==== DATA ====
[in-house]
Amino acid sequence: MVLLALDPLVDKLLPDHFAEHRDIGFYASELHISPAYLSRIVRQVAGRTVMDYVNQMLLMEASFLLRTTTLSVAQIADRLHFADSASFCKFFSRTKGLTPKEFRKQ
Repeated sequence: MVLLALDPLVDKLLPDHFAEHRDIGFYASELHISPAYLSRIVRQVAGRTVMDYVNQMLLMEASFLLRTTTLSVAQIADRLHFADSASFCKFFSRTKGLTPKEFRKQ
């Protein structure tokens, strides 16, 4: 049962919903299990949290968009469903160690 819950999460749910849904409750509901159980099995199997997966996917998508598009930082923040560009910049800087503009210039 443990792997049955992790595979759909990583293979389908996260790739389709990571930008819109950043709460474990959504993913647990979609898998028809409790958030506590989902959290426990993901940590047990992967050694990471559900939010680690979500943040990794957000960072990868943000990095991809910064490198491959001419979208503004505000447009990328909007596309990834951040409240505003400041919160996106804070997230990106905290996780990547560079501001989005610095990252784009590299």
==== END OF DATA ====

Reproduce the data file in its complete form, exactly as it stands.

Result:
[in-house]
Amino acid sequence: MVLLALDPLVDKLLPDHFAEHRDIGFYASELHISPAYLSRIVRQVAGRTVMDYVNQMLLMEASFLLRTTTLSVAQIADRLHFADSASFCKFFSRTKGLTPKEFRKQ
Repeated sequence: MVLLALDPLVDKLLPDHFAEHRDIGFYASELHISPAYLSRIVRQVAGRTVMDYVNQMLLMEASFLLRTTTLSVAQIADRLHFADSASFCKFFSRTKGLTPKEFRKQ
């Protein structure tokens, strides 16, 4: 049962919903299990949290968009469903160690 819950999460749910849904409750509901159980099995199997997966996917998508598009930082923040560009910049800087503009210039 443990792997049955992790595979759909990583293979389908996260790739389709990571930008819109950043709460474990959504993913647990979609898998028809409790958030506590989902959290426990993901940590047990992967050694990471559900939010680690979500943040990794957000960072990868943000990095991809910064490198491959001419979208503004505000447009990328909007596309990834951040409240505003400041919160996106804070997230990106905290996780990547560079501001989005610095990252784009590299």